Homo erectus Grew Teeth Like Modern Humans, Not Like Chimps

Teeth of Homo erectus grew like modern human teeth but not like chimps.

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A dentist once told me that I didn’t need to floss all my teeth—only the ones I wanted to keep! Teeth show wear from abrasion and accumulation of dental calculus on the outside, particularly without the benefit of modern dental hygiene. But the inside of our teeth also tells a story. Our permanent teeth, because they are designed to last a lifetime, preserve a record of their growth in their microscopic structure. A study comparing the teeth of modern humans, chimpanzees, and hominid fossils has found results that surprised  evolutionary researchers. In a nutshell, they discovered that the teeth of Homo erectus had a growth pattern matching that of modern humans and not chimpanzees.

Jurassic Park eggsThe tooth diagram on the left shows the tooth root (at the top) and the exposed crown of the tooth covered with enamel (E). Lines in the enamel (E) and the dentine (D) indicate the microscopic markers, analogous to tree rings, that show the regular pattern of tooth growth. Microscopic examination of a tooth root (top right, with the dentine adjacent to the cementum that helps hold the tooth in place) and crown (bottom right) can be used to measure how fast the tooth parts grow and to determine whether one part has been growing longer than another. Image credit: www.plosone.org

“Our roots are stuck in the past,” commented study coauthor M. Christopher Dean, indicating his belief that molar roots had failed to keep up with human evolution.

In order for teeth not to rip out of the jaw once chewing begins, they need sturdy roots.

In order for teeth not to rip out of the jaw once chewing begins, they need sturdy roots. The study’s authors noted that the hardest bit of data to uncover was the age at which chimpanzee teeth begin to peek through the gums—presumably owing to the general unwillingness of young chimpanzees to open wide for a gum inspection. Ultimately they did succeed in comparing the age at which chimp and modern human teeth erupt to the age at which the tooth roots begin to grow rapidly. If chimps are somewhat uncooperative, it can be safely said that hominid fossils are unforgivably reticent about the age at which their teeth erupt, as fossils can’t be observed teething in real time and don’t have gums. Once their teeth erupted, though, the original owners likely began to use them to chew, so eruption was gauged by the presence of abrasion.1

Dean and Tim Cole compared the age of the tooth crowns to the age of the roots indirectly. They examined the teeth of modern humans, chimpanzees, and four “hominids” by looking at the microscopic structure. Tooth growth follows a circadian rhythm. Tooth enamel covering the crown and the dentine core of a tooth’s root both contain telltale microscopic markings produced by daily fluctuations in growth.They first determined in modern specimens the growth rate represented by these markings. Then, by comparing the markings in crowns and roots, they were able to calculate whether or not each tooth root had a significant head start.2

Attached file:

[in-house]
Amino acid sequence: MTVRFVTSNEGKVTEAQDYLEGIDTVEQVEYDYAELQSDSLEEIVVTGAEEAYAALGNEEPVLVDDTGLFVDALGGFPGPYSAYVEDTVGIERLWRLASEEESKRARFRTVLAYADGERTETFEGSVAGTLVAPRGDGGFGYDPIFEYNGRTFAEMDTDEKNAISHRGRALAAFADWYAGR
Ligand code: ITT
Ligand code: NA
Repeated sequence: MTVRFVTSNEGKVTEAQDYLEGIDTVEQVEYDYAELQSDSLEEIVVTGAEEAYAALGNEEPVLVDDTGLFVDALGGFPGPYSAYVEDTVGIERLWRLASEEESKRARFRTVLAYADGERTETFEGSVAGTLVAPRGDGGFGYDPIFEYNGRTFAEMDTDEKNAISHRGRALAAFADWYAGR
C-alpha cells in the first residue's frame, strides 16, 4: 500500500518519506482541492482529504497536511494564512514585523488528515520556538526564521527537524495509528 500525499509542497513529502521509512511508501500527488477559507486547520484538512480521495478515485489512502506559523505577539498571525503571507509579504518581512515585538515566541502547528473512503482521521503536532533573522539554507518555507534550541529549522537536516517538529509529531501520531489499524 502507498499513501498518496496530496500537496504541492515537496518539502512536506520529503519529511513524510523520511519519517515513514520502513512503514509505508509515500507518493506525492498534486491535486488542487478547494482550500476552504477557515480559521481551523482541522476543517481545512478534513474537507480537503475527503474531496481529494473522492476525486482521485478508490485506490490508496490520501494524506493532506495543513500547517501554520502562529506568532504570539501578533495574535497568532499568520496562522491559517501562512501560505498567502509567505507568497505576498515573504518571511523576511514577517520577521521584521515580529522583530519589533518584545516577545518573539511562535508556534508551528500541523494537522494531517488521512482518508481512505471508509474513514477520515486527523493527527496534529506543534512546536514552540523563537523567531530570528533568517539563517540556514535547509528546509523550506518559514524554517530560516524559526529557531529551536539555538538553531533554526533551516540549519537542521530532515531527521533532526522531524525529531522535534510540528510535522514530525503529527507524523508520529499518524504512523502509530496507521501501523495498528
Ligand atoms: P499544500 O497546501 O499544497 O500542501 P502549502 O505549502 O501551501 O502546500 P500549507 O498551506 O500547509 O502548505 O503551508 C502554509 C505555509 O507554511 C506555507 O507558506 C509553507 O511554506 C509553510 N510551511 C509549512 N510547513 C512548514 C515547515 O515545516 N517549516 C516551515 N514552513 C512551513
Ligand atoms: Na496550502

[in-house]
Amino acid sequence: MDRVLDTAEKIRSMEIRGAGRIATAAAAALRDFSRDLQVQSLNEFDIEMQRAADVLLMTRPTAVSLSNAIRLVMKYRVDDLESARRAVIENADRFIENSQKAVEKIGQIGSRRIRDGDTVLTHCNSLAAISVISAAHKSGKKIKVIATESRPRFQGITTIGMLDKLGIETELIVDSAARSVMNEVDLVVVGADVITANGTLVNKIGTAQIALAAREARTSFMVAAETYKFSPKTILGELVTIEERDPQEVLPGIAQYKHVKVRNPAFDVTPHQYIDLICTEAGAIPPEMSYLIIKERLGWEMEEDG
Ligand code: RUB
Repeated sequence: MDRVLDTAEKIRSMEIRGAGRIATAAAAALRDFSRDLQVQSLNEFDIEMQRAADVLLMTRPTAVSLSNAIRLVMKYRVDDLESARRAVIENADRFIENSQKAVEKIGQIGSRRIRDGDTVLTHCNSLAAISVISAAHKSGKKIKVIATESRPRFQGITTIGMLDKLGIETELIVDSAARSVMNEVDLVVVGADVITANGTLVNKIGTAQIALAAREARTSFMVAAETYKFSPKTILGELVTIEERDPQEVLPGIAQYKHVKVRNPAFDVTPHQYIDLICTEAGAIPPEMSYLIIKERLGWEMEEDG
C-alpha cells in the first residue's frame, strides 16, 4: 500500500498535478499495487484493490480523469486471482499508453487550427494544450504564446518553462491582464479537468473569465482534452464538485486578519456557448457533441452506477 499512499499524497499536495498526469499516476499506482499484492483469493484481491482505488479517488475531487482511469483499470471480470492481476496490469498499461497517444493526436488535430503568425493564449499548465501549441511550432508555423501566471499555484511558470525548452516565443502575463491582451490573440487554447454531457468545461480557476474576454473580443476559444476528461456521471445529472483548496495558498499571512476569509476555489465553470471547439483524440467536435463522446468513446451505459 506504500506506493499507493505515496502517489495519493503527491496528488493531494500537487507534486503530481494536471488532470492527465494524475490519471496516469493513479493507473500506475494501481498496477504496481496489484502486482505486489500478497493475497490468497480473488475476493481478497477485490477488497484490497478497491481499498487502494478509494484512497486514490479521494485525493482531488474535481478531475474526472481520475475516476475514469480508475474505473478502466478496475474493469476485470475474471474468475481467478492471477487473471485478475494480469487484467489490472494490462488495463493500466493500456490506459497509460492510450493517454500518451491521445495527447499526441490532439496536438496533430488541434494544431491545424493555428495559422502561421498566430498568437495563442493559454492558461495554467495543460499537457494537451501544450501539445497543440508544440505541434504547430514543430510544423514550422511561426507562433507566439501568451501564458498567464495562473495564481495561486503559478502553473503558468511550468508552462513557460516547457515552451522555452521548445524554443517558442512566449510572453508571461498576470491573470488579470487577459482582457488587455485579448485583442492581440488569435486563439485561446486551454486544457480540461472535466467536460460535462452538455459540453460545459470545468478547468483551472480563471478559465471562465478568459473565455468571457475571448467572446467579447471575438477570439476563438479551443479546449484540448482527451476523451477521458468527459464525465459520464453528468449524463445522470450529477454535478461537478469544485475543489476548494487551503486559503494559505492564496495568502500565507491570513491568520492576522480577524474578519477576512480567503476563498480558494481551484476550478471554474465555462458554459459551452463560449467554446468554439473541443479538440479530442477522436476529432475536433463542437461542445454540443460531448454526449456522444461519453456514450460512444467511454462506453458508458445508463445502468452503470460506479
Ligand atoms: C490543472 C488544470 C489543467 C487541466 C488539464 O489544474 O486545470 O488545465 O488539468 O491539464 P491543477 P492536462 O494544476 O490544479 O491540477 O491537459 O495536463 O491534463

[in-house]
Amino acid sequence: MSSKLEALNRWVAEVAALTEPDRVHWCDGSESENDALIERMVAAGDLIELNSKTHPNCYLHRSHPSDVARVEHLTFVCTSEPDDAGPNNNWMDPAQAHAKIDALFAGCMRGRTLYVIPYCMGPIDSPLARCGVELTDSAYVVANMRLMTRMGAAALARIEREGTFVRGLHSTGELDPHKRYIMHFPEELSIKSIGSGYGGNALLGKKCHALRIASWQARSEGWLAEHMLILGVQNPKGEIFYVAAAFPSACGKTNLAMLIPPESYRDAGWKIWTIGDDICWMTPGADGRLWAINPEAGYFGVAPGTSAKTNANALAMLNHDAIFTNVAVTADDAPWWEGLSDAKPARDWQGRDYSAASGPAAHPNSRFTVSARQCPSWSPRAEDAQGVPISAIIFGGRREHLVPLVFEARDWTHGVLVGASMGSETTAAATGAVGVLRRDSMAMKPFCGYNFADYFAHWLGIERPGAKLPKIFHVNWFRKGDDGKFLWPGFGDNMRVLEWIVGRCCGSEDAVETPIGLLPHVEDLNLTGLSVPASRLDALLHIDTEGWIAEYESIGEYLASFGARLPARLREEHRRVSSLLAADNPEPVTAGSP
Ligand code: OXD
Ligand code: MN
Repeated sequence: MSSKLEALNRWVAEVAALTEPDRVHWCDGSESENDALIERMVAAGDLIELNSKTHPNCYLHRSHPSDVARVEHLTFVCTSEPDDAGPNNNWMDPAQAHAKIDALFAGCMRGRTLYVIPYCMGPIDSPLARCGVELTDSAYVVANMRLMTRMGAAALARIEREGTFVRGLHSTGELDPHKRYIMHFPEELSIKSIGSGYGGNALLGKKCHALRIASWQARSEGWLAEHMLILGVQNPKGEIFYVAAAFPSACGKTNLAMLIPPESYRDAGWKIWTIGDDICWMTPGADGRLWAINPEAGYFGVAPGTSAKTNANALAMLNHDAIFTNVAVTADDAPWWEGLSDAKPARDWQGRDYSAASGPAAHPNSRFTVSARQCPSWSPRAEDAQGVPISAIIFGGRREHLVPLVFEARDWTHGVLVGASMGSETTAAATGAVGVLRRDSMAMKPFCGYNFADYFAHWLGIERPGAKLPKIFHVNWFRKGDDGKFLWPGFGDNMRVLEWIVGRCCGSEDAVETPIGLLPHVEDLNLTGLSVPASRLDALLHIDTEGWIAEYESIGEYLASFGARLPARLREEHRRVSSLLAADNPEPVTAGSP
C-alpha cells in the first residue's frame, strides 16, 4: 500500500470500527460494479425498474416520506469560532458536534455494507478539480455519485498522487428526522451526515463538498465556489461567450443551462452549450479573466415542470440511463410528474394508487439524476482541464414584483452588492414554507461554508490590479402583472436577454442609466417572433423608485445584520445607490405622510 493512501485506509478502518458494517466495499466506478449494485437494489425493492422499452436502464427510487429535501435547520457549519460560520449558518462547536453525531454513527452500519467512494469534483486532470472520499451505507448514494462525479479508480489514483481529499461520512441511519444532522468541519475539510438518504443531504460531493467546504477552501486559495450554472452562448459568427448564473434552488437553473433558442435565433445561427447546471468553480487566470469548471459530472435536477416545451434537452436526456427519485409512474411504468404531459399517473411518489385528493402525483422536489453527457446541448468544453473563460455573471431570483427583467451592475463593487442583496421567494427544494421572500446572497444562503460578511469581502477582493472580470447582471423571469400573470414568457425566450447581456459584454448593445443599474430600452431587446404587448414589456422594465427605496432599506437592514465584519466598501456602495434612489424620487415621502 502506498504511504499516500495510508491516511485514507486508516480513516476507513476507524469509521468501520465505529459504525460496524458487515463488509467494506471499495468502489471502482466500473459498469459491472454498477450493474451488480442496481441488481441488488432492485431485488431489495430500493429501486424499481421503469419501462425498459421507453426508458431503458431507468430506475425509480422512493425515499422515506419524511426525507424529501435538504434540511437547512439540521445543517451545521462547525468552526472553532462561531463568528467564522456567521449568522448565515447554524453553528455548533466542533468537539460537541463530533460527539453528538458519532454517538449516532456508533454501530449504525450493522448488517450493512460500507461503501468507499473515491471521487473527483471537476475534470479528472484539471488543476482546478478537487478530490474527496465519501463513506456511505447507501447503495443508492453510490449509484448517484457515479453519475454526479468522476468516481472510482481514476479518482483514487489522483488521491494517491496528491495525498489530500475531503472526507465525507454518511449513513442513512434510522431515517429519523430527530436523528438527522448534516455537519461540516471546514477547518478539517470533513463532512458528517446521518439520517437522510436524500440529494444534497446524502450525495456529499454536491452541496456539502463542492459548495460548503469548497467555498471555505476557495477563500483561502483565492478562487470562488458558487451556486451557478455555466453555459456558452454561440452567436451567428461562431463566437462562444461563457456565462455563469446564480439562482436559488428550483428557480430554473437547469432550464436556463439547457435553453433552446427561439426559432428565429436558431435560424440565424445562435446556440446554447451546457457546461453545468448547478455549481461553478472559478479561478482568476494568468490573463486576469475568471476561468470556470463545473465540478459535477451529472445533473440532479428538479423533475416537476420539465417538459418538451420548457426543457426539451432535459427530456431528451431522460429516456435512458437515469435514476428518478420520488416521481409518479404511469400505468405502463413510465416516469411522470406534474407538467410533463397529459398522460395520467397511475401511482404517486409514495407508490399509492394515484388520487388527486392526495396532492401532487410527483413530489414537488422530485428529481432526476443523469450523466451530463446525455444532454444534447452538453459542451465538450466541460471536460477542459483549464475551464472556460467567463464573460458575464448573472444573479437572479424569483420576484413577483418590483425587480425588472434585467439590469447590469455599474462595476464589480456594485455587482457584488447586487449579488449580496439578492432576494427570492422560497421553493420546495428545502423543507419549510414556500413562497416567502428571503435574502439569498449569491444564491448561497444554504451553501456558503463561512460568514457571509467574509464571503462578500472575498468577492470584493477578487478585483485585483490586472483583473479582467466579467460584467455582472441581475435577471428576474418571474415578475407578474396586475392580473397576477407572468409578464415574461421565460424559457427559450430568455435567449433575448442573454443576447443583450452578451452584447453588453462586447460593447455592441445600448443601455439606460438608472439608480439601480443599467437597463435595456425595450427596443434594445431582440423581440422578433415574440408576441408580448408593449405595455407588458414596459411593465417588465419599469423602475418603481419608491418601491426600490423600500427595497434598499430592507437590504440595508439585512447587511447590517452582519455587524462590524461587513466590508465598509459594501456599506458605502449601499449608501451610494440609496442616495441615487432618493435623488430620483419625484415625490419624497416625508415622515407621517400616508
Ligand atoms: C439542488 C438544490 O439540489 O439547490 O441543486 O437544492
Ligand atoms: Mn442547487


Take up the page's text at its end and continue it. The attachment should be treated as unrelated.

Chimpanzee molars, it turns out, simultaneously erupt through the gums and get a root growth spurt. Modern humans, however, begin growing a sturdy root for their molars long before the teeth erupt. Four “hominid” molars, felt by Cole and Dean to represent the course of human evolution from ape-like ancestors, included three apes (one being an australopithecine) and one Homo erectus. The researchers were surprised to find the molar from the Homo erectus showed a growth pattern comparable to modern humans, with the root having gotten a head start in growth before the tooth erupted.3

Homo erectus had smaller teeth than apes. (So do modern humans.) And humans have a longer childhood than apes. The researchers propose that smaller teeth in Homo erectus represented an evolutionary change from ape-like ancestors reflecting a human’s longer childhood and diet of more cooked foods. They indicate that selection pressure caused the teeth to erupt later in a human than an ape because the childhood is longer. But they consider the fact that molar roots begin growing much earlier than human teeth to be an “evolutionary leftover,” saying that tooth roots don’t cost the body much energy and so failed to evolve a delay in development as hominids became more human.4

This research provides a good example of how objective data can be given an evolutionary spin in order to try to make it support the evolutionary story. The researchers offer no experimental support for the evolutionary interpretation because there is none.

A much more straightforward—not to mention biblically correct—way to view the data is to note that humans and chimps develop differently because they do not share an evolutionary ancestor. Homo erectus’s molar grew like a modern person’s molar because both are human. God’s design for human development includes longer childhood than apes, smaller teeth than apes, and molar roots that begin growing long before the teeth erupt. God created apes and humans on the same day about 6,000 years ago without using evolutionary predecessors.

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  1. Information in this paragraph is drawn directly from M. Christopher Dean and Tim J. Cole, “Human Life History Evolution Explains Dissociation between the Timing of Tooth Eruption and Peak Rates of Root Growth,” PLoS One 8, no. 1 (January 14, 2013): doi:10.1371/journal.pone.0054534.
  2. Ibid.
  3. Ibid.
  4. Ibid.


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